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So I'm currently in the process of painting my 999 track bike to replicate the 04 Fila. Removed all the bits from the wheels in order to have them powder-coated (red/blue).

However, my mechanic and myself are unable to remove the rear (rubber) cush drive bushings that houses the rear sprocket.
When I powder-coat that rear wheel will those rubber cushions be damaged from the heat? I don't think they are removable :think:

TIA
 

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They need to be removed and replaced. They cost about $20 each. It sucks. I had mine powder coated and the rubber shrunk and 4 out of the 5 would pull right out leaving the inner steel liner. A machine shop needs to drill 'em out so new ones can be hammered in. Good luck.
 

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Yeah, absolutely, they need to come out. Surprised your mechanic doesn't know that already...or how to remove them. Different powder setups use different heat settings but they'll shrink or melt. The guy I use, for example, puts parts in an even hotter oven and melts all the paint off of parts first before sandblasting to start with a clean bare surface. You could almost burn bones in that thing...lol
 

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I relaced the wheels on my Sport Classic and while I was at it stripped the hubs and had them powder coated. I searched forever to try and find an easy way to get the cush drives out - Here's what I ended up doing, worked great!

Find a metal rod that just fits inside the hole of the cush drive bushing.
Fill the bushing and space behind with wheel bearing grease.
Heat the hub around the bushing with a propane torch.
Put the rod in the bushing and smack it as hard as you can with a sledge hammer (make sure the back of the wheel is supported in a way that you don't damage anything on the wheel or the shop).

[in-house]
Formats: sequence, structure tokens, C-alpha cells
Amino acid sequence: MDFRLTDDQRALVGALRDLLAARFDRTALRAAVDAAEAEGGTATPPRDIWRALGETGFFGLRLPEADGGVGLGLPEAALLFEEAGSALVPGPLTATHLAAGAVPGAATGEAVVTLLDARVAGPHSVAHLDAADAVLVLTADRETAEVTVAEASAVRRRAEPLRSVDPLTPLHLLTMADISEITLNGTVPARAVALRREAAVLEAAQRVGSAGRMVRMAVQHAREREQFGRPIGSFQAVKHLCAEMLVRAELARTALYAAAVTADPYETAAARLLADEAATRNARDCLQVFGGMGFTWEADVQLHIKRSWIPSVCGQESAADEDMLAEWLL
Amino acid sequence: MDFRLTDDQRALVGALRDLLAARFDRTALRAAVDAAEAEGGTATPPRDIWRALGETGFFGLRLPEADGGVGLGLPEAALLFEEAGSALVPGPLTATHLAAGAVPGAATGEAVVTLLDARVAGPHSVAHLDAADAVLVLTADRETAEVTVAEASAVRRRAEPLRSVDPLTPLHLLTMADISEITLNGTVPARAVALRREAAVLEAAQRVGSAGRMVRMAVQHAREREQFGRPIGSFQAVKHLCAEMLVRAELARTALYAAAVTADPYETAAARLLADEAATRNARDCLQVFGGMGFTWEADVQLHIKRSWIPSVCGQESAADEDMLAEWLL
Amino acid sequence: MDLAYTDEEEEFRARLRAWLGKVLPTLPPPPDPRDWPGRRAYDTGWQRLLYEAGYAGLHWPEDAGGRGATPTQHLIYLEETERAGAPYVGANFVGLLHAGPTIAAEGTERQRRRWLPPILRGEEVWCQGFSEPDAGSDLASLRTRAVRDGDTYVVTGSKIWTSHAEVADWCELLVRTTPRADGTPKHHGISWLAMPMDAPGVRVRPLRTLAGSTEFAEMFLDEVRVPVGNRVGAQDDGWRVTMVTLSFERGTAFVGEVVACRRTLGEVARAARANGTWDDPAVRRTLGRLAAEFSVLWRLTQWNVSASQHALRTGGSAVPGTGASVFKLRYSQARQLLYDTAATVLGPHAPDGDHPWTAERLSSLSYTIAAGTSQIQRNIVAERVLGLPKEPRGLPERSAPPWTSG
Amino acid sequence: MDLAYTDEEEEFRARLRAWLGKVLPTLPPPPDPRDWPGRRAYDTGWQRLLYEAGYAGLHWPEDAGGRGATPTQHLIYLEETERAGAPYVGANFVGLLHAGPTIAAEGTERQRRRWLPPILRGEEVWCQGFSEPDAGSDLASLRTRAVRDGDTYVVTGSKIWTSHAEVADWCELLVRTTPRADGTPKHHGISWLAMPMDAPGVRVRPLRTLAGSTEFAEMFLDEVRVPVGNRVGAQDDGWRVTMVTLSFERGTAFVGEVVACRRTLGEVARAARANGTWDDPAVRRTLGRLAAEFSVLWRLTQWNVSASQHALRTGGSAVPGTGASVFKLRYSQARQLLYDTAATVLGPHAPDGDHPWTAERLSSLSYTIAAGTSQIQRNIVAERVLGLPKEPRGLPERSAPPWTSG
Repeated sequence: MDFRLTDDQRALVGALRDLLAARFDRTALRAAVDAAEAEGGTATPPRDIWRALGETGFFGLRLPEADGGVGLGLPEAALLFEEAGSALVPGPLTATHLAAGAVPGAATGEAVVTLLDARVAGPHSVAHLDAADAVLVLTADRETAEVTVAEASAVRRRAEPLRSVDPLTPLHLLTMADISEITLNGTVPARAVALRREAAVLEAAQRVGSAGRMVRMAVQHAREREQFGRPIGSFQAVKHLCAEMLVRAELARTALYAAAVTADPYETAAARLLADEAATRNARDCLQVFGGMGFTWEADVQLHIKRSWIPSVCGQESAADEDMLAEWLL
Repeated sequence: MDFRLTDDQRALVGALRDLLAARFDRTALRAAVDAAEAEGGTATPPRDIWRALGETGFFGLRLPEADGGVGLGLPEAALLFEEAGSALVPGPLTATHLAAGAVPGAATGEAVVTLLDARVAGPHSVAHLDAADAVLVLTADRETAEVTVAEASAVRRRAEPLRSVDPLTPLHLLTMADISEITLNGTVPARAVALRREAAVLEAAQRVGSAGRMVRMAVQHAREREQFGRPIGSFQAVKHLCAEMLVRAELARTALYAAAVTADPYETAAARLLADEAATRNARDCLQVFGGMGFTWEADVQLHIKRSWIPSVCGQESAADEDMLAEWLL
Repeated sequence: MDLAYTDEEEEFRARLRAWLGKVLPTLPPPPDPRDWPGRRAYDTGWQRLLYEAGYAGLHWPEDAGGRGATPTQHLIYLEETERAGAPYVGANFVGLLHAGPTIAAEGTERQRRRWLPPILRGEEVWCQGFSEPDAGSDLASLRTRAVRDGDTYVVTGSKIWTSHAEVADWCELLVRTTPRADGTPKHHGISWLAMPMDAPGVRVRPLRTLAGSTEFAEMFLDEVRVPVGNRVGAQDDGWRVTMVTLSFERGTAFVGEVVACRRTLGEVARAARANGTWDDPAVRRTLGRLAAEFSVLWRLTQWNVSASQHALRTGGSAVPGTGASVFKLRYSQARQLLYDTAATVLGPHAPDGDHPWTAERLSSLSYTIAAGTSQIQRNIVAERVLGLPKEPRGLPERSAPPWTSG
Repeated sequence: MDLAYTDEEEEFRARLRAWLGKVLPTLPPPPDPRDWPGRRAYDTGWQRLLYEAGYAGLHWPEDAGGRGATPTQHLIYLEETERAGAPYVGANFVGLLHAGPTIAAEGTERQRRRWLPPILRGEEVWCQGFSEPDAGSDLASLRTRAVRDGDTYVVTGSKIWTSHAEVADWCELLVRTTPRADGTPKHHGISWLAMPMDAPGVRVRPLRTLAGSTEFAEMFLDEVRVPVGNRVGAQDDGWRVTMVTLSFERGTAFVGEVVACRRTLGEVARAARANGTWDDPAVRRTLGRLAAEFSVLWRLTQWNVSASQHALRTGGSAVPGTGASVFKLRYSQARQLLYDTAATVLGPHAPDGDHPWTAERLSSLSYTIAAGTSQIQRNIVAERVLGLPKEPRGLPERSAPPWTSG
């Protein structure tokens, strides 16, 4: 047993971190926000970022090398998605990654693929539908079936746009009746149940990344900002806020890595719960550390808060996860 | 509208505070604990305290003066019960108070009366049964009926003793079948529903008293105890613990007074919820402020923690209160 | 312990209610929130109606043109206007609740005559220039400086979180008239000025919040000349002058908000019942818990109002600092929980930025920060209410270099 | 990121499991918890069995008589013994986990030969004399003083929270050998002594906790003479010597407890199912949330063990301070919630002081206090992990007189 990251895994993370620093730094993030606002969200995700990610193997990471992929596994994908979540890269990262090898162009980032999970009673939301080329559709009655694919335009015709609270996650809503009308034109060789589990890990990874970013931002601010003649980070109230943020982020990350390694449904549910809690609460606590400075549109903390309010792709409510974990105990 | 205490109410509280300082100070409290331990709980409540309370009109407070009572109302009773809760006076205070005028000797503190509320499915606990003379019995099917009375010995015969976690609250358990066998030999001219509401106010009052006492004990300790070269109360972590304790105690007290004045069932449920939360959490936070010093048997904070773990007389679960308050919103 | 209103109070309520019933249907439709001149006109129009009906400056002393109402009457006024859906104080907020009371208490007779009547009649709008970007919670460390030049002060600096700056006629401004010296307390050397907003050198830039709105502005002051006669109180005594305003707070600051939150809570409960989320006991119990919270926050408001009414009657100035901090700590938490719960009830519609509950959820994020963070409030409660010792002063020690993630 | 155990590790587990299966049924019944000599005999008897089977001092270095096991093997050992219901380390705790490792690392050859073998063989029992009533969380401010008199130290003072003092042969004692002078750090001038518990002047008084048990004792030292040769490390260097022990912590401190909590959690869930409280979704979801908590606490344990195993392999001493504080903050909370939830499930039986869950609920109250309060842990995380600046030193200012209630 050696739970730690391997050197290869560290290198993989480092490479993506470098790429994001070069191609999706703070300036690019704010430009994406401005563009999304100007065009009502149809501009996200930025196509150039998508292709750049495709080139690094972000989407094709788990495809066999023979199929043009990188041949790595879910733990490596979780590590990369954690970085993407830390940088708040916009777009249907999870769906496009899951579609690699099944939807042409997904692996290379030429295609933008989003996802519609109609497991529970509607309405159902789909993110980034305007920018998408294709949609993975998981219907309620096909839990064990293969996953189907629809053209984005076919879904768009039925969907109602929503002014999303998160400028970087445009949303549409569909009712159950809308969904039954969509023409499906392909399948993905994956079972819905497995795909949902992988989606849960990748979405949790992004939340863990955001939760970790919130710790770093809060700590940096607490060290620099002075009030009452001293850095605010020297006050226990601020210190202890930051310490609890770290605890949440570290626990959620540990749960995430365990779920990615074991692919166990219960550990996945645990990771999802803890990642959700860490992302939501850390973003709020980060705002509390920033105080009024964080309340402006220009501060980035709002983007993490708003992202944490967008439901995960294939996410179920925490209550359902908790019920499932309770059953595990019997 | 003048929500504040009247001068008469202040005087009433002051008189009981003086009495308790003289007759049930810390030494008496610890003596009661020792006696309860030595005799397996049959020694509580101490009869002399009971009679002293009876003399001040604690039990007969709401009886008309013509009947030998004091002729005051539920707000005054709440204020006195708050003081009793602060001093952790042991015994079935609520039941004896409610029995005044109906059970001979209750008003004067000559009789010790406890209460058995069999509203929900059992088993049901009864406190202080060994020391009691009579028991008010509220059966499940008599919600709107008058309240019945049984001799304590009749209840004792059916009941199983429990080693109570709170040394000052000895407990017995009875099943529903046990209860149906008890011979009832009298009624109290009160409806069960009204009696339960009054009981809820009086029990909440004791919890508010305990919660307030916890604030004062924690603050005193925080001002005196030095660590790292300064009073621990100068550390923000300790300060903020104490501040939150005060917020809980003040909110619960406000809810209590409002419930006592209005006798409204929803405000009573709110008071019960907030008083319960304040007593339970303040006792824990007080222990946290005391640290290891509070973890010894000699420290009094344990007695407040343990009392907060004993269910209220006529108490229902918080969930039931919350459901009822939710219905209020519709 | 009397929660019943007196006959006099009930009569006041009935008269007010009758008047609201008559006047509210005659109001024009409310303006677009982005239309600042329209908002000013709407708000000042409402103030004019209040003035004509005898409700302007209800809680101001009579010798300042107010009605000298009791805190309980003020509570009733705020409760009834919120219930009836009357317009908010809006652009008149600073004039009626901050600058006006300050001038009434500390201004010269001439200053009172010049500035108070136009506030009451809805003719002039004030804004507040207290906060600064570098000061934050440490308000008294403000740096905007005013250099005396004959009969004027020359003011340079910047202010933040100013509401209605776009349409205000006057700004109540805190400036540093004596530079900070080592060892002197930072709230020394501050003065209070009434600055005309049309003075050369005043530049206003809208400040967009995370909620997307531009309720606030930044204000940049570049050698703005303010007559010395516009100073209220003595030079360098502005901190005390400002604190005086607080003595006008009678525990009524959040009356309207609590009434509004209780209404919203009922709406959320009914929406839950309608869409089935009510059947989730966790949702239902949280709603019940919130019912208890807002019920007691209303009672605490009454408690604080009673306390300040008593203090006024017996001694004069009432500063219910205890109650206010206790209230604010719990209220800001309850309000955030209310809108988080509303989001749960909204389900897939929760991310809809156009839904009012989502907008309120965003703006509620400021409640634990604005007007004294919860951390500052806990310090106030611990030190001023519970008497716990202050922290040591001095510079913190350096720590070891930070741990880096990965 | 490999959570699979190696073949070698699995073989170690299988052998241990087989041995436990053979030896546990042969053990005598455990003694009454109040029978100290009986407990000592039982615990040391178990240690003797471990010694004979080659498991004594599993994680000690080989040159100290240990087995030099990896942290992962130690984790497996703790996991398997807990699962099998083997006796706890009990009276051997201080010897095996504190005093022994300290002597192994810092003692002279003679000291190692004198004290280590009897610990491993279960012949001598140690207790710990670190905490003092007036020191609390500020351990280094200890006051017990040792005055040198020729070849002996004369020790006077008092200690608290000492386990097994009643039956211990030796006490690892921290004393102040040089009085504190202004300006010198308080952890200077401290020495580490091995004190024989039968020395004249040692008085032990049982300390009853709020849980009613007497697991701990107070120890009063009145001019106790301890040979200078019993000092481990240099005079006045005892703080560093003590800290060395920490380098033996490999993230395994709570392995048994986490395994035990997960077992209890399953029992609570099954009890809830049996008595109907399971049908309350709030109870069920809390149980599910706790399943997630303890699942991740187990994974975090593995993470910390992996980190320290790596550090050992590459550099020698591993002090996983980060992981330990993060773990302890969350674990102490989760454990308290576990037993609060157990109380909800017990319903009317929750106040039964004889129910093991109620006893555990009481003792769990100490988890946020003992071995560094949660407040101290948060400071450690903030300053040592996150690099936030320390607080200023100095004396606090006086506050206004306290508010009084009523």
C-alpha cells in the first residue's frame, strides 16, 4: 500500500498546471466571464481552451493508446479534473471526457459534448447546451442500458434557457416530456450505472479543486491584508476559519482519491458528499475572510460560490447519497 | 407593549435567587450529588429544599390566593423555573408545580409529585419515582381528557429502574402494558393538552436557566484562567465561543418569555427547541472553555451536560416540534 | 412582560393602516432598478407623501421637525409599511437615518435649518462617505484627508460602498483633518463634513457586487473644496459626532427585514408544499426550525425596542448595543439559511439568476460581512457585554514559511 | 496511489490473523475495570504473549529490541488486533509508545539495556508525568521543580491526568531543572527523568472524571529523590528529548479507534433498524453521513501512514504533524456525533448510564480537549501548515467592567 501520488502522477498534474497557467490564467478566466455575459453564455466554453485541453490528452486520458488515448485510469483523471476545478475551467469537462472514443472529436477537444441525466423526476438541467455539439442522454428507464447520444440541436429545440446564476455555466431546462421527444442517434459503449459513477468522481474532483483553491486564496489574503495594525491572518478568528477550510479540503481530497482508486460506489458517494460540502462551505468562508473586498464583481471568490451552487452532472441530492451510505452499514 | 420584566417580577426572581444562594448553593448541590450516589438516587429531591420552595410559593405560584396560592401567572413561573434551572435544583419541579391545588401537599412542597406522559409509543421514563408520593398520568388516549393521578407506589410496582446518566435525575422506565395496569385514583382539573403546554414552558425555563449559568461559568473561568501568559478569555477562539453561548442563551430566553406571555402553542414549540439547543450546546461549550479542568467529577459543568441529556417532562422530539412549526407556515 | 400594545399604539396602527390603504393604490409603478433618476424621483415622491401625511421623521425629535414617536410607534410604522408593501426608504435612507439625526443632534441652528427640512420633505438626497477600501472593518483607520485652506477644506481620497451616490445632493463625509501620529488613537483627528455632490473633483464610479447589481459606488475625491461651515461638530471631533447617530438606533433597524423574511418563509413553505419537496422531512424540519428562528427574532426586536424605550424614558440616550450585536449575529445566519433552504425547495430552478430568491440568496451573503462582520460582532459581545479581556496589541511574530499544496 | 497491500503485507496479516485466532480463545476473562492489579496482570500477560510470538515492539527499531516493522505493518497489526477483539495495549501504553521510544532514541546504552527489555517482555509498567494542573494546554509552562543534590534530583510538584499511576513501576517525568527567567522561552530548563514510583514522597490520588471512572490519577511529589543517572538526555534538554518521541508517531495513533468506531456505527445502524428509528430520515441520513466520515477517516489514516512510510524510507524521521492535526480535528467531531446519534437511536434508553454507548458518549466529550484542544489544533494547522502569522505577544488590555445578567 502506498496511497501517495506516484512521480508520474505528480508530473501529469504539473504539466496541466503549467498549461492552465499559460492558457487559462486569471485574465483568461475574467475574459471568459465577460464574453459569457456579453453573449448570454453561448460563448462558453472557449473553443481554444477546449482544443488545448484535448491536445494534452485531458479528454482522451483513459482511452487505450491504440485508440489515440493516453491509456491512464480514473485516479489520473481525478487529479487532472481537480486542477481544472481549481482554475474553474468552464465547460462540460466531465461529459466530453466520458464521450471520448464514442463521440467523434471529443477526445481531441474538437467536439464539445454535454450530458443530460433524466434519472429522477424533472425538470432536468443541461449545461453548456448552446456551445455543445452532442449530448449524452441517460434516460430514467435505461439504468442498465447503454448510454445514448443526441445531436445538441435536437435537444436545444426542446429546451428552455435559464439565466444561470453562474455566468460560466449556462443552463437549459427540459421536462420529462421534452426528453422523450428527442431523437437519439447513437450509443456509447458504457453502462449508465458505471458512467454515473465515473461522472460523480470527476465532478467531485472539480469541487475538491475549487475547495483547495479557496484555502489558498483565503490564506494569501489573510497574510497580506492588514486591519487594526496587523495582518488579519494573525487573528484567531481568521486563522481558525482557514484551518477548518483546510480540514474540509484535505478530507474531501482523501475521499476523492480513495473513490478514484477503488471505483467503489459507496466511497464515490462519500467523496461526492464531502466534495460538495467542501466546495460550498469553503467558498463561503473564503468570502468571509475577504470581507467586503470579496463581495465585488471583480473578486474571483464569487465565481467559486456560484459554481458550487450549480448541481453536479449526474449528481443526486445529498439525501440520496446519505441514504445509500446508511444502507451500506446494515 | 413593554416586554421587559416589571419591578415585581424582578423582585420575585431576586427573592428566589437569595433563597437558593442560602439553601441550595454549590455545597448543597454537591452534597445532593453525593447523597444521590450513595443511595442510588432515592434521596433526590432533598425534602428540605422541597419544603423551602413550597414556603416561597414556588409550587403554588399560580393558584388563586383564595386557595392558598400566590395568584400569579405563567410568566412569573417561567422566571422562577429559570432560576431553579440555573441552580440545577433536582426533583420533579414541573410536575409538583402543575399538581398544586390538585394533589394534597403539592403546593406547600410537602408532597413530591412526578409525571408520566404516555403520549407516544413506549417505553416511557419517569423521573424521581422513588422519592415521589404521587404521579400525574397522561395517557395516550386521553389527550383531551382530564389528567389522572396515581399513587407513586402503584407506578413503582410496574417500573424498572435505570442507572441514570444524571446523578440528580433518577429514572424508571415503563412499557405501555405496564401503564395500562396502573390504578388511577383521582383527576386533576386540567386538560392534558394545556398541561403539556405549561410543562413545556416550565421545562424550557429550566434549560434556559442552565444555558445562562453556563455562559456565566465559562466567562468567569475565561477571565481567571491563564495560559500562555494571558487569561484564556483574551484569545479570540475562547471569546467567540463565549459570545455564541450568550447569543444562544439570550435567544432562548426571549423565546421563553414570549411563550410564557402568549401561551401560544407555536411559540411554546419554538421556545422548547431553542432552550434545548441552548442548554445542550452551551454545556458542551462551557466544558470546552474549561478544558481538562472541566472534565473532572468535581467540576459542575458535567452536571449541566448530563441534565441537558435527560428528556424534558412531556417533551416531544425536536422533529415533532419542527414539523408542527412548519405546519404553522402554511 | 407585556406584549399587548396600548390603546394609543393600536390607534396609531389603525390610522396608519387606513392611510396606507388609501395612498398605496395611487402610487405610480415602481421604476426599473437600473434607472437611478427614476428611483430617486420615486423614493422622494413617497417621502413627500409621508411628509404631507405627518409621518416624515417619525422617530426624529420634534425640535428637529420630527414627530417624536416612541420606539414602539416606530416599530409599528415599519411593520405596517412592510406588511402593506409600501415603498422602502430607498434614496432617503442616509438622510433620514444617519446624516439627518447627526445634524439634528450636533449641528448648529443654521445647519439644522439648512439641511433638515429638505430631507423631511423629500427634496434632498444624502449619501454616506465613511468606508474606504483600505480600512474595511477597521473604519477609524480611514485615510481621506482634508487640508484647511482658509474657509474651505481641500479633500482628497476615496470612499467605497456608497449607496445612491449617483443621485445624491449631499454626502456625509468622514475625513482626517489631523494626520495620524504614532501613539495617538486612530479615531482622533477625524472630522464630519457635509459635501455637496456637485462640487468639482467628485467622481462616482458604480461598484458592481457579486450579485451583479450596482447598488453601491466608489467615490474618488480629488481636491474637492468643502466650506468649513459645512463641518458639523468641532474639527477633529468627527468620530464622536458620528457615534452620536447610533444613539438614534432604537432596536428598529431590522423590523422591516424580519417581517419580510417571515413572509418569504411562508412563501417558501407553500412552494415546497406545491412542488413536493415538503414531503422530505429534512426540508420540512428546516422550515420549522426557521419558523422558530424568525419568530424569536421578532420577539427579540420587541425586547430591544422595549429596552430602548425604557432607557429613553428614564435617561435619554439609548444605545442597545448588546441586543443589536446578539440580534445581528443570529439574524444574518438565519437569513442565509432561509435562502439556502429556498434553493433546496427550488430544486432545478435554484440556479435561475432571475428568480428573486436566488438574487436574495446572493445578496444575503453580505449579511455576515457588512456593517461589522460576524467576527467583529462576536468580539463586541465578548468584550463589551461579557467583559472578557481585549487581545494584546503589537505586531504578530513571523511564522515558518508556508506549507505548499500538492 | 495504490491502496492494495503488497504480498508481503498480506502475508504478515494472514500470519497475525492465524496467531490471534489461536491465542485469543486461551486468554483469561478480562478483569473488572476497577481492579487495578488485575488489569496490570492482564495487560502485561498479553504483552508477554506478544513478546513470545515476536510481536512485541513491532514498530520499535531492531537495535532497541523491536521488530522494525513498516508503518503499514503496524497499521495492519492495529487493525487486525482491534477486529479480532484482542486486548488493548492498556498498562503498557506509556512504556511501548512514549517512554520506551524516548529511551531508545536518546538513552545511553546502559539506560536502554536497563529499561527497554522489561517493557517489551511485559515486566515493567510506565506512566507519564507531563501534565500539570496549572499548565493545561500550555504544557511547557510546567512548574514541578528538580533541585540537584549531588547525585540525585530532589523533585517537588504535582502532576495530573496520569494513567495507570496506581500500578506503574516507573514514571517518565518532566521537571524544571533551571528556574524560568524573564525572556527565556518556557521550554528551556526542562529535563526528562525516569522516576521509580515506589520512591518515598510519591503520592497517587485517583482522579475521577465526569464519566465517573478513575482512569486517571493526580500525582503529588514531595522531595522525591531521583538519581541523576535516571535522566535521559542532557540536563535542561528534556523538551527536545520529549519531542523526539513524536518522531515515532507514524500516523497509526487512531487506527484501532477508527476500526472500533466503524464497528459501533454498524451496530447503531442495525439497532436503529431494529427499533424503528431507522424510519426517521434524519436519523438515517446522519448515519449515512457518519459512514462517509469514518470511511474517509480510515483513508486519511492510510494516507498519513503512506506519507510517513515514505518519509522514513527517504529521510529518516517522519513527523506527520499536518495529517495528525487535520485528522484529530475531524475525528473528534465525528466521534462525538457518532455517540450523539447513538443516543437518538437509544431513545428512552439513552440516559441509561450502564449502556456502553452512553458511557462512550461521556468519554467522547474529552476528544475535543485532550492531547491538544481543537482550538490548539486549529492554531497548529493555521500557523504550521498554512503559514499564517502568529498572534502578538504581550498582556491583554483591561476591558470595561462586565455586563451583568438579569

Re-fill with grease and repeat.

About half of my bushings moved 1/8-1/4" on the first hit. Some needed a bit more persuation. It takes some time, and is a bit messy, but works really efficiently. After a few hits they pop out. This seemed an easier method to me than cutting out the rubber and grinding out the metal sleeves.

Now...getting the new ones in...that's another story....:D
 

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I faced this drama a few years back and just gave up, so I sanded them and used rattle can paint and clear coat and they ended up looking really good. I don't understand the grease approach as there are so many holes for the grease to ooze out, but if it works it works. You can also access the back of the cush drives and I imagine you can pound them out from behind but only if you heat the hub.
 

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FWIW, I've powdered lots of wheels, but when it's my own bikes, I usually just paint them. Done properly, it's more durable than you think. Of course, it helps if your tire guy knows how to treat the wheels properly because chips are a pain in the ass. Sometimes I'll paint a black bead on the edge of the rim so that if they do chip it, it's much easier to touch up black then other colors, especially candys.
 
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